Mitch Finley's reflection for tomorrow's readings in Living Faith:
"When [Jesus] left, the scribes and Pharisees began to act with hostility toward him and to interrogate him about many things, for they were plotting to catch him at something he might say." -- Luke 11:53-54
"We take freedom of speech for granted most of the time. But down through history it has been what certain individuals opened their mouths and said that has caused the greatest good (e.g., Jesus) and the greatest evil (e.g., Adolf Hitler) the world has known. Even in our ordinary little lives, what we say can be good or harmful. It takes courage to speak up when the results are likely to be unpleasant.
"St Francis of Assisi advised his followers to preach the Gospel at all times and all places, and sometimes even to use words. Our actions count most, but sometimes we're obliged to speak up, even if it's likely to get us into trouble. Hence the need to be able to open your mouth and say something accurate, sensible and well informed about your faith. That's something to get ready for, to read a few books for, to have discussions with fellow faith-filled folks about.
"Lord Jesus, help me to be ready to speak when the time arises."
THESE DAYS, issues related to speech kept cropping up.
Last month, to speak up or not to speak up (other than witnessing through our actions) was an issue of contention at our last LRSS session.
At at a blogging seminar also about a month ago, a concerned teacher questioned Xia Xue tersely whether she practised self-censorship. Was reminded of what Professor John Bransford has said at a seminar at NIE earlier, something to this effect: "We learn best by disagreements. Good leaders communicate by listening well. Good leaders surround themselves with people with diverse perspectives and are prepared to be wrong one-third of the time!"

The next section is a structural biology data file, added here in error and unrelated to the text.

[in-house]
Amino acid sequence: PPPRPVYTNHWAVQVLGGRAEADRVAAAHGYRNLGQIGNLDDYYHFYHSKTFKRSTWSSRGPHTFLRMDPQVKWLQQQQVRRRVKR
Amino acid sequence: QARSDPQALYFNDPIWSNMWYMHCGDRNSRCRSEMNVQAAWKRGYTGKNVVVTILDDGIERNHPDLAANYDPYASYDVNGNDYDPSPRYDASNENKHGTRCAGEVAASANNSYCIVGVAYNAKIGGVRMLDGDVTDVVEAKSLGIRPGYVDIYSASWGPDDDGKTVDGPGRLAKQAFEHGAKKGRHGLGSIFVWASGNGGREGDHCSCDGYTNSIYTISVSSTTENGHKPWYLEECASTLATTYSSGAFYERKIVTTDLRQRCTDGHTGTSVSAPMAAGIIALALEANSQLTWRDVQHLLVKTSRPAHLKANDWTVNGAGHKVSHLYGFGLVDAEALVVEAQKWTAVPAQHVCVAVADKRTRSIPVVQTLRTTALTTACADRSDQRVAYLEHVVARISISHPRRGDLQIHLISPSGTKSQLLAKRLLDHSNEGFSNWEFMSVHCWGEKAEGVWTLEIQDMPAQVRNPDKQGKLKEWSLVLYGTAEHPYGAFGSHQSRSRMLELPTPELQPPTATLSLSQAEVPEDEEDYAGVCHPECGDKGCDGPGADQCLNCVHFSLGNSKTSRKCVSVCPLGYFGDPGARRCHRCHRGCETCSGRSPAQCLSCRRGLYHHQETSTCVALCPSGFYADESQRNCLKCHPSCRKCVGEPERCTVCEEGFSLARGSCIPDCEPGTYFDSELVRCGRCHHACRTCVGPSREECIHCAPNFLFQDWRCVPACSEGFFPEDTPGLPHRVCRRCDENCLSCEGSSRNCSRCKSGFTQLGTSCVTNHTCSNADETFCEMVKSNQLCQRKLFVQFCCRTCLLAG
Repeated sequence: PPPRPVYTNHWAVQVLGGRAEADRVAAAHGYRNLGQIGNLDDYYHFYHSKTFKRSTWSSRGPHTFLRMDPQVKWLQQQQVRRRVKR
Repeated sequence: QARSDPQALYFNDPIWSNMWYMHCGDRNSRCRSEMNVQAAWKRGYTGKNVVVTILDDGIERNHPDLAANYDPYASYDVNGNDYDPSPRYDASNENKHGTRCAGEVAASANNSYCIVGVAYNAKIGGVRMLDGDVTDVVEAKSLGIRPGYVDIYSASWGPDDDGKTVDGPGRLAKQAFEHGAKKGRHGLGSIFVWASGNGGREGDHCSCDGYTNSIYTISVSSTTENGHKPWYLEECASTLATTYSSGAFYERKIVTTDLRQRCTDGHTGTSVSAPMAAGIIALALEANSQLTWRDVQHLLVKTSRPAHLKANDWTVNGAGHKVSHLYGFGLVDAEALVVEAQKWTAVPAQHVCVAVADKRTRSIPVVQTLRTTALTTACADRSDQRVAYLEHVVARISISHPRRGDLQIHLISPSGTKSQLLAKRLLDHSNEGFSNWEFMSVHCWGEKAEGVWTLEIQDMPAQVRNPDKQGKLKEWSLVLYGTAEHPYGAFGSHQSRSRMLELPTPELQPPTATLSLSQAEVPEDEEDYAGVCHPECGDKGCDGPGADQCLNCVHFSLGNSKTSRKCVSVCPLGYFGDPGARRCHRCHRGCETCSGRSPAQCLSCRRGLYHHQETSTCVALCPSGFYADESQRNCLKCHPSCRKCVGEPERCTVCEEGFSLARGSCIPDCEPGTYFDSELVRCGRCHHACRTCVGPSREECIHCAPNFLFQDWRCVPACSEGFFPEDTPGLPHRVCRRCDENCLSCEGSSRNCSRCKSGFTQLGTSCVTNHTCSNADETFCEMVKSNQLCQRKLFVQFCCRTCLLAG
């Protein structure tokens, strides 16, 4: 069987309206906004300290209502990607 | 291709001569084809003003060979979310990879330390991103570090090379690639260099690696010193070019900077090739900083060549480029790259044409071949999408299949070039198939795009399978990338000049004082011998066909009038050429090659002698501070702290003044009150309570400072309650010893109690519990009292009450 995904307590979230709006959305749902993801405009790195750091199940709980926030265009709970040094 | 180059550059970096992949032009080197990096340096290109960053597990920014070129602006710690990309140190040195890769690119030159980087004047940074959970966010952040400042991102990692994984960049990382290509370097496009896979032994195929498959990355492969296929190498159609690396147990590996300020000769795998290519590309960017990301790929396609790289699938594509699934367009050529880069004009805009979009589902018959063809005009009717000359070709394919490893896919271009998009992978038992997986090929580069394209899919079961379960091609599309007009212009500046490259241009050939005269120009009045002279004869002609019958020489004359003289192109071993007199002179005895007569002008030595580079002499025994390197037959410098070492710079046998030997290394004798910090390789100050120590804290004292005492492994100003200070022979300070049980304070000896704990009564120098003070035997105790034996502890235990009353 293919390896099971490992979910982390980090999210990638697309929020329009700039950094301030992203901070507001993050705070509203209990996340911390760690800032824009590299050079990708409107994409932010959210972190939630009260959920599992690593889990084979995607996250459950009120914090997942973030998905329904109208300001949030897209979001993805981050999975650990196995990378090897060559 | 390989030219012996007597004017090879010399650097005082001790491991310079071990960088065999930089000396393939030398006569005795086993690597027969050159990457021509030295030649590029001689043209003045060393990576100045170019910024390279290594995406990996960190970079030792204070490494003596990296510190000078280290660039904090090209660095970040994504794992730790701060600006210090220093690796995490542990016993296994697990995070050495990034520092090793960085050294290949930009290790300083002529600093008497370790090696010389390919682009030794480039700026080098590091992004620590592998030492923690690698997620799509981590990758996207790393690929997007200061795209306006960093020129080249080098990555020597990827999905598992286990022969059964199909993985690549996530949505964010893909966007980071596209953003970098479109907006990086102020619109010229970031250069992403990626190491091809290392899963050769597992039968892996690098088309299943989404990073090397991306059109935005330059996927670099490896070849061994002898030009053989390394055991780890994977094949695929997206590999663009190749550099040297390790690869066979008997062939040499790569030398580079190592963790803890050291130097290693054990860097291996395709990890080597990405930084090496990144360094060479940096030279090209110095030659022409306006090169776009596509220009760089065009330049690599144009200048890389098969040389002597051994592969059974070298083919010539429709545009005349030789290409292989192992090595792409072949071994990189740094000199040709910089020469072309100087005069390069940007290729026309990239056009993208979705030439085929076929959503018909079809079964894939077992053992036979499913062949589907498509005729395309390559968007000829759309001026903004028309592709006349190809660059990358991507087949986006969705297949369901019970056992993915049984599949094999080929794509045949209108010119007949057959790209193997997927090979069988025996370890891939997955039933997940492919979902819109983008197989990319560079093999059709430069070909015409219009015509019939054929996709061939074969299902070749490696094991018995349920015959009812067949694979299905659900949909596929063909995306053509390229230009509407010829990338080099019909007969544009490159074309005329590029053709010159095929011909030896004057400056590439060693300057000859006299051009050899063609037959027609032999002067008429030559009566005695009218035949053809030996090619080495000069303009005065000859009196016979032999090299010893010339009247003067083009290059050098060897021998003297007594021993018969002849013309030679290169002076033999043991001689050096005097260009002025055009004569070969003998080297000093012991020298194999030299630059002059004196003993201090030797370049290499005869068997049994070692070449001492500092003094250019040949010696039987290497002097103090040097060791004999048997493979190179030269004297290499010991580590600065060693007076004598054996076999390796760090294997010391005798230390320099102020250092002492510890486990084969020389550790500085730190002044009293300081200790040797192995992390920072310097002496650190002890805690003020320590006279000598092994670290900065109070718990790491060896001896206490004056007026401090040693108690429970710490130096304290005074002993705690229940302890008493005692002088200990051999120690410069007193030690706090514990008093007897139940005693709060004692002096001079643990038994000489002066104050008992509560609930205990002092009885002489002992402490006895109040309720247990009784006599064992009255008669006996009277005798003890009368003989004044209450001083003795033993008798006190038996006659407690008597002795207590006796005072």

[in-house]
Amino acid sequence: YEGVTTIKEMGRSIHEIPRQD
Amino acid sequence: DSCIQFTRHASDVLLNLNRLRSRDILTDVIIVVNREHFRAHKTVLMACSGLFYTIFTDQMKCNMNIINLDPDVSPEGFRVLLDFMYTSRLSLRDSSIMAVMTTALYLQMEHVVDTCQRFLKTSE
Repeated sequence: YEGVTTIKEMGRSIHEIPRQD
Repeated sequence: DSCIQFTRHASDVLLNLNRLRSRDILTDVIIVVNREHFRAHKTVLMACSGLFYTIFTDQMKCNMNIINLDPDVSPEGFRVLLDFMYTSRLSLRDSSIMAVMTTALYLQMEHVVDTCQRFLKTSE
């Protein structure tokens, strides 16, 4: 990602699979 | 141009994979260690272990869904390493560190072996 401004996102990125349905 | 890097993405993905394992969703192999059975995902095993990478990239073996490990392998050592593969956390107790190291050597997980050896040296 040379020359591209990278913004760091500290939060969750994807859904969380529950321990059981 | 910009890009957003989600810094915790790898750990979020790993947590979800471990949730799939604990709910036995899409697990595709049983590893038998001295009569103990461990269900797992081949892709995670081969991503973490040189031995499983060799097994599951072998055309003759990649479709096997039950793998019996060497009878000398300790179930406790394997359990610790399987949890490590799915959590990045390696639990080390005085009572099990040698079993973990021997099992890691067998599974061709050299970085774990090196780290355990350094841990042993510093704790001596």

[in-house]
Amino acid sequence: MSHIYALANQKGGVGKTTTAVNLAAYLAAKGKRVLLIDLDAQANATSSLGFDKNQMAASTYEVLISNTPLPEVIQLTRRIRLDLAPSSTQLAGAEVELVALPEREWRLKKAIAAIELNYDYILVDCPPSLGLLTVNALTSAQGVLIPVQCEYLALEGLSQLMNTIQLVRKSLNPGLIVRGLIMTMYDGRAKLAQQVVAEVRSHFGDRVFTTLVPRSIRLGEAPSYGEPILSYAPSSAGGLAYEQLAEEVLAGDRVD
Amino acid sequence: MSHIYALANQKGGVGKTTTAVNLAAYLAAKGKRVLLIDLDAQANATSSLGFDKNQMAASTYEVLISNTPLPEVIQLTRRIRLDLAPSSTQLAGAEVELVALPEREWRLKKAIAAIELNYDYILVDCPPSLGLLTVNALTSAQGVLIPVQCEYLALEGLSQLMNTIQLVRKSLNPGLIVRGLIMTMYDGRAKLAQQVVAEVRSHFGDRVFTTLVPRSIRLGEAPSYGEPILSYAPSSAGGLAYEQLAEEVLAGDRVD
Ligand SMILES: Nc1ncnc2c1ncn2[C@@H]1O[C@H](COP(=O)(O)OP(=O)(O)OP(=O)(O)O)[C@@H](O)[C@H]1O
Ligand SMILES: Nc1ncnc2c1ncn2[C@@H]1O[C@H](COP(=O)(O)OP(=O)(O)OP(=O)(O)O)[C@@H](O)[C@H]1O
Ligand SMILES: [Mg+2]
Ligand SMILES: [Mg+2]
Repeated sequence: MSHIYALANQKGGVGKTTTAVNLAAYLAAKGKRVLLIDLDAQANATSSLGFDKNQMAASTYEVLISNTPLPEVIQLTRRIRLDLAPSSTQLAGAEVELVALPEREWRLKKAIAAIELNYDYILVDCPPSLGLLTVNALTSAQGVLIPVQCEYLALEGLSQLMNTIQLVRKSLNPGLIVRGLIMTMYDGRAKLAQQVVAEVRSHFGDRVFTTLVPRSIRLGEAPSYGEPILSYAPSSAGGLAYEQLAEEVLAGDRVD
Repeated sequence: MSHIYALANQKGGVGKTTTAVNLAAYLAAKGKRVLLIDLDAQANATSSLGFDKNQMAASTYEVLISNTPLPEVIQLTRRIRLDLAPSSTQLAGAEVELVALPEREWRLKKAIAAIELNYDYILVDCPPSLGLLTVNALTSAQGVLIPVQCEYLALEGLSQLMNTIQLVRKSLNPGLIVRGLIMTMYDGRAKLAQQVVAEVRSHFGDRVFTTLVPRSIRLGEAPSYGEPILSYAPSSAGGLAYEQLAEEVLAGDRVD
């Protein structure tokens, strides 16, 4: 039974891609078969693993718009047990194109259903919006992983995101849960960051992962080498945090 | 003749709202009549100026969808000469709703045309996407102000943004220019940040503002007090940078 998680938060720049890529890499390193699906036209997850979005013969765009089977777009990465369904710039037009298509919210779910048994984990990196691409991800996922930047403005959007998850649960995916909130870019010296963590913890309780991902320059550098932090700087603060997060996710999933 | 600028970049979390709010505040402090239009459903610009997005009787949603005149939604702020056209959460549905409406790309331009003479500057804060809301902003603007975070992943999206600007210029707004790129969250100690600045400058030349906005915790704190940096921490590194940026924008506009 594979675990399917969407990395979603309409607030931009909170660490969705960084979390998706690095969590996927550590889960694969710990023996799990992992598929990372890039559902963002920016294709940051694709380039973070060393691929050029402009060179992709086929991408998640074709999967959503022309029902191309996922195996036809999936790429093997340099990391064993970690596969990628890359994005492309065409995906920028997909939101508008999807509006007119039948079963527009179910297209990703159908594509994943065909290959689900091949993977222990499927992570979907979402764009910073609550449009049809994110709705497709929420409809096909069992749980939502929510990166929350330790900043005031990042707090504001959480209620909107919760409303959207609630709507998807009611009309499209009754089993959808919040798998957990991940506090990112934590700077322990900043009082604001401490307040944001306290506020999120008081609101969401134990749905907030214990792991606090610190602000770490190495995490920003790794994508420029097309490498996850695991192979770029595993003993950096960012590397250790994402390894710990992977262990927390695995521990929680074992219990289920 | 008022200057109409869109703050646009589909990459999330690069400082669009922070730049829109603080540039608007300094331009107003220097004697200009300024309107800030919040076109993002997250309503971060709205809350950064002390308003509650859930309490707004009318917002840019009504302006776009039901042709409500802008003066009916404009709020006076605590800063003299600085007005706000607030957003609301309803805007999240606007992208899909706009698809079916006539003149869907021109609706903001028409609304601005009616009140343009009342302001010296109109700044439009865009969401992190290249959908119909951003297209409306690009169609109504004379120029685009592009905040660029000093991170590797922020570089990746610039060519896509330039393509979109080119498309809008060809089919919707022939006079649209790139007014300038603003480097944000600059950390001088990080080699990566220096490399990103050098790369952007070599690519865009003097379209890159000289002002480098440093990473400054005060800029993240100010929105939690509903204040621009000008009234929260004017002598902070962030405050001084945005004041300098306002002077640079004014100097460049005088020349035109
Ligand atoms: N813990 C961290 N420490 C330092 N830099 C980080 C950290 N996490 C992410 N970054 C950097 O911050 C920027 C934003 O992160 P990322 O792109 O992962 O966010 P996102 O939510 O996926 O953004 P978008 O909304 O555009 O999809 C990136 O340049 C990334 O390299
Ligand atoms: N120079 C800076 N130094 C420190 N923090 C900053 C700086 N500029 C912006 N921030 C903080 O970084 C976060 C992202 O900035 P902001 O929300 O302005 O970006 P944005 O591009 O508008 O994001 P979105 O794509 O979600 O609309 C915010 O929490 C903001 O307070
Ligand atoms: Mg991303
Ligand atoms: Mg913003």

Around the same time, David Weinberger wrote online about the fallacies of relativism, stressing that "Rather than being silos, we are conversations that -- as conversations do -- continuously and eternally negotiate agreement while iterating on difference."
Then a week or so ago, ChannelNewsAsia reported that the resident who put up the "white elephants" at the Buangkok MRT station in late August (offensive apparently to some "complainer", but very cute and pertinent to the public at large) has been found and given a stern warning by the police. Around the same time, the TV station also reported that "for the first time, two Singaporeans have been sentenced to jail for posting racist remarks online... [One] was sentenced to one month's jail. [The other,] to serve one day in jail and a maximum fine of $5,000."
Interestingly, the exemplary paper for qualitative research that Dr R. posted on our online forum last week was about the role of argumentation in achieving a diverse set of educational outcomes -- including cognitive development (Perret-Clairmont, Perret & Bell, 1989), higher order thinking (Vygotsky, 1972), conceptual change (Chi, Bassok, Lewis, Reimann & Glaser, 1989), emancipation (Mezirow, 1990), practical competence (Orr, 1996), epistemic development (Belenky, Tarule & Goldberger, 1997), and understanding (Gadamer, 1989).
Finally, the paper that I had chosen to present during RMPP class last Monday evening was "The effects of argumentation scaffolds on argumentation and problem solving" by Cho & Jonassen (2002). After the event, couldn't help but marvel at the elegance of the research design and its instrumentation, in particular, Toulmin's model of argumentation.
Would we Singaporeans one day experience true freedom of speech (free from the fear of being "swatted" with law suits, sedition acts, and what not) and at the same time practice constructive critiques, brotherly correction and even forgiving tolerance among ourselves? i pray and hope that i'll see that day. Soon.